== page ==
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Jordan Ansberry

Jordan Ansberry is a creative based in NYC. A true misfit and a fan of anything suspense/ supernatural. Jordan studied film at Marymount Manhattan College. While at Marymount, Jordan took on many projects from music videos, and documentaries to short fiction narratives. Her greatest strength as a filmmaker is her eye for aesthetics and camera technique. Jordan prides herself in productivity, and the ability to maintain a lively and enjoyable working atmosphere. She is also a self-taught photographer and in constant pursuit of knowledge. While attending college, Jordan has accomplished being on the Dean’s List, received an award for her Academic Excellence in a minor, as well as balanced several leadership roles such as First Generation Peer Guide, and Freshman Peer Leader. Currently, Jordan is working on her film “Lilith” and preparing for more festival submissions. Jordan’s goal as a filmmaker is to capture the human experience, no matter how sweet or twisted it might be. She is currently looking for her next opportunity.

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Artist Statement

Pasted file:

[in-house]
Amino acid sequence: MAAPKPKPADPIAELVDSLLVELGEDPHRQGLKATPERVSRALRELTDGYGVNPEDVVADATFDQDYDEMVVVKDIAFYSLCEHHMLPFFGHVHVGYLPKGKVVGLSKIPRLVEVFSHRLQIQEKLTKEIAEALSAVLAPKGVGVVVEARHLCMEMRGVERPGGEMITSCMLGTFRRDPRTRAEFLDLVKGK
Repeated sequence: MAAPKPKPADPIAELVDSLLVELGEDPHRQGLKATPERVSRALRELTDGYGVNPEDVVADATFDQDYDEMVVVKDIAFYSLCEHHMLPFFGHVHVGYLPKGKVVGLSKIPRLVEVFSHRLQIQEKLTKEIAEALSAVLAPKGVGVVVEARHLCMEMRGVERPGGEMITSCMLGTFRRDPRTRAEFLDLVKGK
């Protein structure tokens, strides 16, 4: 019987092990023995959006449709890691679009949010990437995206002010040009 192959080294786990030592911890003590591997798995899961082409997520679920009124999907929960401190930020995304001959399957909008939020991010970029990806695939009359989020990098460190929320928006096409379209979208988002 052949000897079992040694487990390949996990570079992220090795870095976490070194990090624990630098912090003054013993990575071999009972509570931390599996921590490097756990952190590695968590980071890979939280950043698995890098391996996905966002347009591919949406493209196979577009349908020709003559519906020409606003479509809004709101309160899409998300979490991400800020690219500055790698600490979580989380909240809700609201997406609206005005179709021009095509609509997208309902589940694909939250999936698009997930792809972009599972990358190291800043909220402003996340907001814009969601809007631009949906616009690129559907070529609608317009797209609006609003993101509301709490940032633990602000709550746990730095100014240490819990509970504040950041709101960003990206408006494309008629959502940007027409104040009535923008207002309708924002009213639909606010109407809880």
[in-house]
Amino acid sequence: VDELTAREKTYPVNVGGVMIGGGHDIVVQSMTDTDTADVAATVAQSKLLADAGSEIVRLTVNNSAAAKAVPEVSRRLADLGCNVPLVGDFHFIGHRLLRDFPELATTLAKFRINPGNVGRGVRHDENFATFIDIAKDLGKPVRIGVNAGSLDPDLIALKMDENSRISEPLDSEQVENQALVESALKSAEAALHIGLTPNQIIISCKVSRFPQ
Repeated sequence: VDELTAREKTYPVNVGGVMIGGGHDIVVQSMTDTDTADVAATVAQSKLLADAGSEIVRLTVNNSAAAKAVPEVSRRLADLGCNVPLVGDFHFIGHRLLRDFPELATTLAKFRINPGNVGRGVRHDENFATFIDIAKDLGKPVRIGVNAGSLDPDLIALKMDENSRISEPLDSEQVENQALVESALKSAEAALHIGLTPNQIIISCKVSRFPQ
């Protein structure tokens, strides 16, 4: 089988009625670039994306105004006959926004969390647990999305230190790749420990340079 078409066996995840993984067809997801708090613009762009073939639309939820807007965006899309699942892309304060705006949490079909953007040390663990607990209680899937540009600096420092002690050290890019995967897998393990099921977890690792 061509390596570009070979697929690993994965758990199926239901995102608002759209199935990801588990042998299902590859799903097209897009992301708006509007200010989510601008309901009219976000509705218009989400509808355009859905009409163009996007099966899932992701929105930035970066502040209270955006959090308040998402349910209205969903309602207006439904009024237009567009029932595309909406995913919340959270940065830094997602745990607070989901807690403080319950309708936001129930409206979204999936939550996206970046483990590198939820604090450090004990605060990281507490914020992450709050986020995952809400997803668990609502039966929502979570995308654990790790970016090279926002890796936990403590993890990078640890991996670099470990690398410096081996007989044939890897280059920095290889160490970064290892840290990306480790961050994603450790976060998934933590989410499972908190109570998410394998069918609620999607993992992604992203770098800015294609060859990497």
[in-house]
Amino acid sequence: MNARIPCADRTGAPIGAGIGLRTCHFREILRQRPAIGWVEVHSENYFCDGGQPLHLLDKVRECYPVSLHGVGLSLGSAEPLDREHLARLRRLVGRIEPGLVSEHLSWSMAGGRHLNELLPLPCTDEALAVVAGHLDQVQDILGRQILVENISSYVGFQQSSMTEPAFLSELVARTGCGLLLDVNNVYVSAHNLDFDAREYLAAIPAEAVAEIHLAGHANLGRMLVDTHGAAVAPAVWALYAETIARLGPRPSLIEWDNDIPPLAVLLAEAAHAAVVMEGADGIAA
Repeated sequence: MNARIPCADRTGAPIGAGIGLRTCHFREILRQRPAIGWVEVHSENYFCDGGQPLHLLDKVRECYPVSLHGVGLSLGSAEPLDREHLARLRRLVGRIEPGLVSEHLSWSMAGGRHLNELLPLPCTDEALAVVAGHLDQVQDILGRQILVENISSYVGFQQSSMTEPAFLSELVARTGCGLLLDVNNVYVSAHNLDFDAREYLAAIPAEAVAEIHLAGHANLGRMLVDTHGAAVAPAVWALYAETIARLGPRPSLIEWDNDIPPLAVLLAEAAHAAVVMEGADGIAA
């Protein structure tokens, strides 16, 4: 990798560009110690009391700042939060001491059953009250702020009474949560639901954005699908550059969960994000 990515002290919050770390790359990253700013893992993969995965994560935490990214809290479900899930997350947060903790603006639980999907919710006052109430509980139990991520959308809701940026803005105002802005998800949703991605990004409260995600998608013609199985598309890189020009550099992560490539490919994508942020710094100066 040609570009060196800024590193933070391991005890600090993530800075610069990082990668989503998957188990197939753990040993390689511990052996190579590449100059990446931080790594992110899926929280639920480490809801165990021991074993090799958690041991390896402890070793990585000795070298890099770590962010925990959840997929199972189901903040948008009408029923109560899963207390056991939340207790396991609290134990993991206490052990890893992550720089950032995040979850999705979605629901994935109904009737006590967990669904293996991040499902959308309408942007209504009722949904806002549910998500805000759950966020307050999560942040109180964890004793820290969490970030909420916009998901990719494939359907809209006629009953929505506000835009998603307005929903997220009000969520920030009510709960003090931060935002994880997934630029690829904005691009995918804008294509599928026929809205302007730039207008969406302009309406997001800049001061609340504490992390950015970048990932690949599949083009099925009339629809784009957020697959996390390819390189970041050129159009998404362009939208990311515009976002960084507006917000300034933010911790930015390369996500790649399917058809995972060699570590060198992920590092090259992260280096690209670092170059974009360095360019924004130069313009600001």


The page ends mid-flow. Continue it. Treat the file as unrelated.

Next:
Jordan is an alt-feminist with a passion for the dark and unusual. Her goal is to break patriarchal norms in her films while advocating for the odd and unusual. She leans toward heavy contrast aesthetics as can be seen in her film Lilith. Jordan’s goal with the short film is to spark thought about assault survivors and how women are generally depicted in the film. Assault survivors, while they are victims are often painted as “fragile”, “emotionally weak” or even “broken” post their assault. While trauma caused by assault or violence by a loved one can leave lasting effects, the survivors are strong and deserve to be seen in a light that doesn’t strip away their power. Often times the abuser is seen as a main character. As a society, we look at the abusers and learn more about them than the actual victim. This can be seen through murder investigations or other large court cases. We say “poor victim” but forget about their story as soon as they are no longer on the screen. The audience should also take a moment to reflect on how women are presented in media. They have always been the victim and side characters to a man’s world. This film is about stripping away the man’s view and making women.

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